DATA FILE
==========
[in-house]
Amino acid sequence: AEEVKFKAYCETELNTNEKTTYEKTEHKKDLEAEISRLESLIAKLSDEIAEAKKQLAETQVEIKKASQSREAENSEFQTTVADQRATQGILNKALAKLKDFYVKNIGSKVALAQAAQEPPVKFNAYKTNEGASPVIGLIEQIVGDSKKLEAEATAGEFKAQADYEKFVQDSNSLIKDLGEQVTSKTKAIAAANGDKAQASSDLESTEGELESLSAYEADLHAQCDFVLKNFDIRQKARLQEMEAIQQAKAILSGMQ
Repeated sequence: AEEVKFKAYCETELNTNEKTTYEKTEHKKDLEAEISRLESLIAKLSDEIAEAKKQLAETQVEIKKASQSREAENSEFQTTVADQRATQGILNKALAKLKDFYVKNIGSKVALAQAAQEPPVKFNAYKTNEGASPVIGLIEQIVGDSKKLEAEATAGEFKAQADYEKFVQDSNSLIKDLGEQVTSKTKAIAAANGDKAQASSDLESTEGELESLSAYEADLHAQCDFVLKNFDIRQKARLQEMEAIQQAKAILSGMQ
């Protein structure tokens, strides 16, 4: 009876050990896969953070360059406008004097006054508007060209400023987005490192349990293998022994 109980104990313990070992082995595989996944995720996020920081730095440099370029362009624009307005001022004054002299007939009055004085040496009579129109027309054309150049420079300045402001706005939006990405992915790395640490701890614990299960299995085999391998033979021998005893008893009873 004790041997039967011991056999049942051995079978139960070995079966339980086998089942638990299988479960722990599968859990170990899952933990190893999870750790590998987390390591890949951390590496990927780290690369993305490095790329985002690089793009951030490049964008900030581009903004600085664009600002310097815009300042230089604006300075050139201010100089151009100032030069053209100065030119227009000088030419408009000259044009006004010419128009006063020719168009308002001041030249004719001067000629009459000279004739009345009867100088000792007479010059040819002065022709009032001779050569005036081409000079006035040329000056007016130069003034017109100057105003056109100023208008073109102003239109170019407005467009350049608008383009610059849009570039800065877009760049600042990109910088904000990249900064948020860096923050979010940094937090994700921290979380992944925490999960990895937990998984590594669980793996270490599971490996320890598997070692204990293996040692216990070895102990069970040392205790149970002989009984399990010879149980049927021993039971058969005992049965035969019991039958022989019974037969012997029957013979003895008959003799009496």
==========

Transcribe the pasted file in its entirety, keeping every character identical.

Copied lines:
[in-house]
Amino acid sequence: AEEVKFKAYCETELNTNEKTTYEKTEHKKDLEAEISRLESLIAKLSDEIAEAKKQLAETQVEIKKASQSREAENSEFQTTVADQRATQGILNKALAKLKDFYVKNIGSKVALAQAAQEPPVKFNAYKTNEGASPVIGLIEQIVGDSKKLEAEATAGEFKAQADYEKFVQDSNSLIKDLGEQVTSKTKAIAAANGDKAQASSDLESTEGELESLSAYEADLHAQCDFVLKNFDIRQKARLQEMEAIQQAKAILSGMQ
Repeated sequence: AEEVKFKAYCETELNTNEKTTYEKTEHKKDLEAEISRLESLIAKLSDEIAEAKKQLAETQVEIKKASQSREAENSEFQTTVADQRATQGILNKALAKLKDFYVKNIGSKVALAQAAQEPPVKFNAYKTNEGASPVIGLIEQIVGDSKKLEAEATAGEFKAQADYEKFVQDSNSLIKDLGEQVTSKTKAIAAANGDKAQASSDLESTEGELESLSAYEADLHAQCDFVLKNFDIRQKARLQEMEAIQQAKAILSGMQ
């Protein structure tokens, strides 16, 4: 009876050990896969953070360059406008004097006054508007060209400023987005490192349990293998022994 109980104990313990070992082995595989996944995720996020920081730095440099370029362009624009307005001022004054002299007939009055004085040496009579129109027309054309150049420079300045402001706005939006990405992915790395640490701890614990299960299995085999391998033979021998005893008893009873 004790041997039967011991056999049942051995079978139960070995079966339980086998089942638990299988479960722990599968859990170990899952933990190893999870750790590998987390390591890949951390590496990927780290690369993305490095790329985002690089793009951030490049964008900030581009903004600085664009600002310097815009300042230089604006300075050139201010100089151009100032030069053209100065030119227009000088030419408009000259044009006004010419128009006063020719168009308002001041030249004719001067000629009459000279004739009345009867100088000792007479010059040819002065022709009032001779050569005036081409000079006035040329000056007016130069003034017109100057105003056109100023208008073109102003239109170019407005467009350049608008383009610059849009570039800065877009760049600042990109910088904000990249900064948020860096923050979010940094937090994700921290979380992944925490999960990895937990998984590594669980793996270490599971490996320890598997070692204990293996040692216990070895102990069970040392205790149970002989009984399990010879149980049927021993039971058969005992049965035969019991039958022989019974037969012997029957013979003895008959003799009496």